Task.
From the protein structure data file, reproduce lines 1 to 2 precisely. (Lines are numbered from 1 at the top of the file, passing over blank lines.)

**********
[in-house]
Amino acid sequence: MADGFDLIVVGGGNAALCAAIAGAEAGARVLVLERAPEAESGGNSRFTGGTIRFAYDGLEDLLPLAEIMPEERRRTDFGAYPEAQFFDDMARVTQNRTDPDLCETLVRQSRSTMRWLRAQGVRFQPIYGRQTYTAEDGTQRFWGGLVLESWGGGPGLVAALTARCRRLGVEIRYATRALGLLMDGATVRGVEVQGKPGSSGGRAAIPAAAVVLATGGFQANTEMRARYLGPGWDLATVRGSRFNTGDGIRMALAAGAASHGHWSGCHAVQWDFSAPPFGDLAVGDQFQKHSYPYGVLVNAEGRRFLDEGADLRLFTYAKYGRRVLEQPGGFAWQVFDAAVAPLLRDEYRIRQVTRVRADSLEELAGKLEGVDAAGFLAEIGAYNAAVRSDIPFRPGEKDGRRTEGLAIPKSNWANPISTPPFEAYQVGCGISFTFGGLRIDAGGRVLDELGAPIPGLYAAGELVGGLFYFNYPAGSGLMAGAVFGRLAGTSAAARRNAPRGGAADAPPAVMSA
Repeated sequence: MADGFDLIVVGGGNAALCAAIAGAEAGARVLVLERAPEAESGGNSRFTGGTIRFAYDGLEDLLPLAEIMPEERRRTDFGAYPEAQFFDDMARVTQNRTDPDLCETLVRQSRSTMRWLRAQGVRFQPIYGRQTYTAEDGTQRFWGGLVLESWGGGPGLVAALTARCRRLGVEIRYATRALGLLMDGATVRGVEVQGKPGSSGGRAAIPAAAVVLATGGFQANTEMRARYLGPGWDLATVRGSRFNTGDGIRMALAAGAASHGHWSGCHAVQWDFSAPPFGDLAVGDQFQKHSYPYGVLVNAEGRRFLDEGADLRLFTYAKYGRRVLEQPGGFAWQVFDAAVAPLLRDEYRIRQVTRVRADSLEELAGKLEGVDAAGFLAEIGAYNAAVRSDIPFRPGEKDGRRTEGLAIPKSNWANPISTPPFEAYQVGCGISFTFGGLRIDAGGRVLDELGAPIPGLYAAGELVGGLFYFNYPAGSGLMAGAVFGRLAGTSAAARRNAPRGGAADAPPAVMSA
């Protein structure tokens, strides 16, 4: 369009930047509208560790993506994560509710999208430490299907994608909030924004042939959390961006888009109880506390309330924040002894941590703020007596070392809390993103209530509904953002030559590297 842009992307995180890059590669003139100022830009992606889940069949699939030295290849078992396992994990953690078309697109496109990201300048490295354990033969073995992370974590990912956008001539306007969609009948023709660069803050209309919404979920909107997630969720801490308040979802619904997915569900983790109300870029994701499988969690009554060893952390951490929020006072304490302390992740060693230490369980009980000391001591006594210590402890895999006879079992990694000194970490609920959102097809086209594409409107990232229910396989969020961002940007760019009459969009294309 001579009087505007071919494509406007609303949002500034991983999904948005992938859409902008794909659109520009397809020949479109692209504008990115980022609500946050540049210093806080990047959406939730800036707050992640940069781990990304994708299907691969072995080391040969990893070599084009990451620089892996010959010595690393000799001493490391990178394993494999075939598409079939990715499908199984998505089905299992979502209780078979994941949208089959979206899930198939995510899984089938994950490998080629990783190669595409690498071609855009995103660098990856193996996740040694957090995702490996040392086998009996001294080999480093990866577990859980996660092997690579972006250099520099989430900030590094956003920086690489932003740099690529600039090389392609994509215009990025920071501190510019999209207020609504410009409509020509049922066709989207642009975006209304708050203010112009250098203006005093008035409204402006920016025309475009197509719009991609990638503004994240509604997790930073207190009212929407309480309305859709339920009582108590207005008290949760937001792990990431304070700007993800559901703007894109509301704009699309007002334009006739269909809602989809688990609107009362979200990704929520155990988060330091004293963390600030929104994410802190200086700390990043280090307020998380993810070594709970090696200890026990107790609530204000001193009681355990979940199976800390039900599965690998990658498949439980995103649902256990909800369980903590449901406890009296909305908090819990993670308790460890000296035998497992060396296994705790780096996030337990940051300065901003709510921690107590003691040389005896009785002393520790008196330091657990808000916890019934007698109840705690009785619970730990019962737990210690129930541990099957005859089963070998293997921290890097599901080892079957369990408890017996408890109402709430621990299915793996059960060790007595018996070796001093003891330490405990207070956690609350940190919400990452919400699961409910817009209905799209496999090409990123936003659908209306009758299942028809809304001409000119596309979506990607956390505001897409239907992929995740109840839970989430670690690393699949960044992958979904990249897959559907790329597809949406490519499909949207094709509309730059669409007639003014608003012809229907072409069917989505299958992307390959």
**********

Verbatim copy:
[in-house]
Amino acid sequence: MADGFDLIVVGGGNAALCAAIAGAEAGARVLVLERAPEAESGGNSRFTGGTIRFAYDGLEDLLPLAEIMPEERRRTDFGAYPEAQFFDDMARVTQNRTDPDLCETLVRQSRSTMRWLRAQGVRFQPIYGRQTYTAEDGTQRFWGGLVLESWGGGPGLVAALTARCRRLGVEIRYATRALGLLMDGATVRGVEVQGKPGSSGGRAAIPAAAVVLATGGFQANTEMRARYLGPGWDLATVRGSRFNTGDGIRMALAAGAASHGHWSGCHAVQWDFSAPPFGDLAVGDQFQKHSYPYGVLVNAEGRRFLDEGADLRLFTYAKYGRRVLEQPGGFAWQVFDAAVAPLLRDEYRIRQVTRVRADSLEELAGKLEGVDAAGFLAEIGAYNAAVRSDIPFRPGEKDGRRTEGLAIPKSNWANPISTPPFEAYQVGCGISFTFGGLRIDAGGRVLDELGAPIPGLYAAGELVGGLFYFNYPAGSGLMAGAVFGRLAGTSAAARRNAPRGGAADAPPAVMSA